MINOT AIR FORCE BASE While the Minot Air Force Base seven-man crew B-52H Stratofortress, HAIL 13, and their Barksdale AFB, La., wingman, HAIL 14, were flying over Alaska earlier this month, they received a call for help from the Anchorage Air Traffic Control Center. The whereabouts of a small Cessna plane had become unknown after its pilot became disoriented after flying into bad weather.
Because the pilot dropped too low in altitude, ATC was unable to communicate with him over the radio, leaving him completely alone in the Alaska sky.
Capt. Andrew J. DesOrmeaux, B-52 pilot with the 69th Bomb Squadron at Minot AFB, described the call they received over the radio from ATC asking for their assistance.
Unaware of the events ahead of them, a Minot Air Force Base seven-man B-52H Stratofortress aircrew, HAIL 13, shown in this photo by Senior Airman Brittany Y. Auld, and their Barksdale wingman, HAIL 14, received a call for help from the Anchorage Air Traffic Control Center, after the pilot of a small Cessna plane became disoriented after flying into bad weather.
"They called and said they had a pilot over the radio squawking emergency and had completely lost contact with him," said DesOrmeaux. "They asked if we could try and find him and make contact. We didn't know if he was still airborne, or if we would find a crash site."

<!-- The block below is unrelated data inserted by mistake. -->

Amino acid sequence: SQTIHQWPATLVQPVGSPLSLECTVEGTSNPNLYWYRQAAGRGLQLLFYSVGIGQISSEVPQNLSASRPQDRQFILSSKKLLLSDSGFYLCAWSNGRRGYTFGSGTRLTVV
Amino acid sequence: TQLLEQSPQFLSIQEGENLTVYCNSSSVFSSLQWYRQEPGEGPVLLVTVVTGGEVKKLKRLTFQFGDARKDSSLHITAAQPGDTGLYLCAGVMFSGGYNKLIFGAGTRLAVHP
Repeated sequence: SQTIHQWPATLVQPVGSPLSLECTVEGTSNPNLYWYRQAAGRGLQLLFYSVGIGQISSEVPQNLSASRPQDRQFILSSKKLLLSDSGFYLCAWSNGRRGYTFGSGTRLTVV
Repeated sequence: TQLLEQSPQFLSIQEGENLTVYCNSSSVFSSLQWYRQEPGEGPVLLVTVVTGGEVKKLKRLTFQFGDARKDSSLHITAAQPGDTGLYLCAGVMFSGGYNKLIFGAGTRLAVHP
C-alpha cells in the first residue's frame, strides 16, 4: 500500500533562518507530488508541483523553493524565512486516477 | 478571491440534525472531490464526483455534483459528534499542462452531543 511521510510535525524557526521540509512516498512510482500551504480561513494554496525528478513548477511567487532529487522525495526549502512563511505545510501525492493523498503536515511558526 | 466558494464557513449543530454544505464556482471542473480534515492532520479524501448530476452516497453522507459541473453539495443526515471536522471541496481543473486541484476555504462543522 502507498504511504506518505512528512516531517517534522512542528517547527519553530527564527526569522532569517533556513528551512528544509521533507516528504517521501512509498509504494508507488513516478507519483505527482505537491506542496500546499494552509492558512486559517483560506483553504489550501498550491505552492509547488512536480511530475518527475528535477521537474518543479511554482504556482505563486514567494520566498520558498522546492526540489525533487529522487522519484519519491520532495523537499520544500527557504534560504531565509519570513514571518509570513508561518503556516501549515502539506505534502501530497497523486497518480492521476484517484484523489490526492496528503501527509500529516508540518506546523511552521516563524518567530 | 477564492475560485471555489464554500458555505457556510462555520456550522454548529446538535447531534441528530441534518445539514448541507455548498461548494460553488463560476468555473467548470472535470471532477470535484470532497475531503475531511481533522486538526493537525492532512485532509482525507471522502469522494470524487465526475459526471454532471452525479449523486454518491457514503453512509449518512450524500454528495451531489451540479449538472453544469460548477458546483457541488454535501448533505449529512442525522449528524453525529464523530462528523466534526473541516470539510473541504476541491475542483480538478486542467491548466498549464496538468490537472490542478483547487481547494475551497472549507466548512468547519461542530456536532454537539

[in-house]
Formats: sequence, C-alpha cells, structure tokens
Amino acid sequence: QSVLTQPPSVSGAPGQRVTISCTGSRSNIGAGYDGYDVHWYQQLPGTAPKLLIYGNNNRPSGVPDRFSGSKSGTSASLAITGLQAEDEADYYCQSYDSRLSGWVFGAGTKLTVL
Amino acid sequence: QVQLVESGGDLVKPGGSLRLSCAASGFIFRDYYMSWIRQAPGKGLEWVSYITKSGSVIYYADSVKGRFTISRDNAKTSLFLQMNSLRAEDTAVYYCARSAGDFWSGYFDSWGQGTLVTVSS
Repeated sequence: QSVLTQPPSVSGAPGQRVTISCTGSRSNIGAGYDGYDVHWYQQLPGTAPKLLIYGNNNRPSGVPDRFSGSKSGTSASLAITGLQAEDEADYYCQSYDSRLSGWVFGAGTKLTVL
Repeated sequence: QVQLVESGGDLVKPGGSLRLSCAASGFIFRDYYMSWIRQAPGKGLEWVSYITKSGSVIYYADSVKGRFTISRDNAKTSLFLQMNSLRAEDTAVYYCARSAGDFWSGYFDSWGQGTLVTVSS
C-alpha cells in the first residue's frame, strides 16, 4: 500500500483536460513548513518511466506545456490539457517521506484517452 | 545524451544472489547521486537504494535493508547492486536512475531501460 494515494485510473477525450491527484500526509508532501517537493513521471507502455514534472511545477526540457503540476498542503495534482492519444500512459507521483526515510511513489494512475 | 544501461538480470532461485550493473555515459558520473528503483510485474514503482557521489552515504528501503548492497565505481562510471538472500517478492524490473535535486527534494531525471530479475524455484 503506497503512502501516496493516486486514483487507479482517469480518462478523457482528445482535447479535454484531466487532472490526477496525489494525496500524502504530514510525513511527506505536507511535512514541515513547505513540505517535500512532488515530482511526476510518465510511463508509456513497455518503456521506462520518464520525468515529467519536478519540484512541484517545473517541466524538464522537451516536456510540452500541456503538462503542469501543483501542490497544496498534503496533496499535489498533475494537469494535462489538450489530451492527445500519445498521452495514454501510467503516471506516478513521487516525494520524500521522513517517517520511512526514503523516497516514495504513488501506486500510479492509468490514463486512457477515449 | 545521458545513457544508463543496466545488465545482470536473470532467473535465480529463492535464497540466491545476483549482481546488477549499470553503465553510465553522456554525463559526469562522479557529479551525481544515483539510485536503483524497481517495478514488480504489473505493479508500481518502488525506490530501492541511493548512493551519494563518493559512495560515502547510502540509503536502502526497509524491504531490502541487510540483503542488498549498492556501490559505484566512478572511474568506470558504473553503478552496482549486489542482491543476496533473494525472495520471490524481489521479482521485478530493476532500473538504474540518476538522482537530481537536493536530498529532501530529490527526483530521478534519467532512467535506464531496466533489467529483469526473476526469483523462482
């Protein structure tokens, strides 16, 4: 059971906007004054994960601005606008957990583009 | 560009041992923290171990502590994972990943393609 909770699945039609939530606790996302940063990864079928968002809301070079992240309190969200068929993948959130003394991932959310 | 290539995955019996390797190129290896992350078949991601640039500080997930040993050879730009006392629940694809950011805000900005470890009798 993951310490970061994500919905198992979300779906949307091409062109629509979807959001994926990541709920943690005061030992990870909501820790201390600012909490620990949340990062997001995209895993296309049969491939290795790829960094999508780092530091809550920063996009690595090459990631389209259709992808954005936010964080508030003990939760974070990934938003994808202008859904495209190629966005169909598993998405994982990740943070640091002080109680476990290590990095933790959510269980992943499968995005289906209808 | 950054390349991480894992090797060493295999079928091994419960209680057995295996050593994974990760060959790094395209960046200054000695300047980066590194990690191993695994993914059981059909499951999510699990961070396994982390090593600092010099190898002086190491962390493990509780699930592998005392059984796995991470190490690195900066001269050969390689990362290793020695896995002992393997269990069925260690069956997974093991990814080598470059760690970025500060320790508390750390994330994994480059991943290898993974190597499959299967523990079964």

HAIL 13 and its crew were about 200 miles away from the Cessna pilot's estimated location when they got the distress call. However, before committing to help locate the pilot, the crews of both jets needed to ensure their own well being.
"The first thing we did was calculate our fuel to make sure we had enough," said Capt. Joshua M. Middendorf, 69th Bomb Squadron aircraft commander of HAIL 13. "We also had to ensure our wingman, HAIL 14, would have enough fuel to make it back to Barksdale."
After ensuring they indeed had enough fuel to make the trip, HAIL 13 headed directly west in search of the Cessna pilot.
One hundred miles into their detour, HAIL 13 was able to locate and make contact with the pilot. He was flying low to the ground through a valley surrounded by rugged Alaska terrain.
"Because we were so high up, we were able to relay messages between him and ATC," explained Middendorf.
Communicating between ATC and the pilot, the HAIL 13 crew relayed the weather ahead of the pilot and his best shot at finding the nearest airport.
As the pilot approached Calhoun Memorial Airport in Tanana, Alaska, HAIL 13 was able to turn up the brightness of the airfield lights over a common traffic advisory frequency, guiding the pilot safely to the ground.
"It was in the middle of Alaska on a Sunday night, there was no one there," said Middendorf. "We were probably his only chance at communicating with anyone. After our flight ATC personnel contacted our base and from their perspective, we saved his life."
Although both crews flew hundreds of miles off course, they did not allow the detour to compromise their mission.
"Something the 69th has been really mindful about is saving fuel," explained DesOrmeaux. "Because we were so diligent about being fuel efficient early on, it was no problem to go out there, fly back on course, and still make everything on time."
The fuel saved by the crew of HAIL 13 in the beginning stages of the mission allowed them to fly faster back to their original course, putting them back on schedule. Not only did they meet schedule, HAIL 13 and their wingman were able to complete every mission checkpoint, resulting in a successful mission.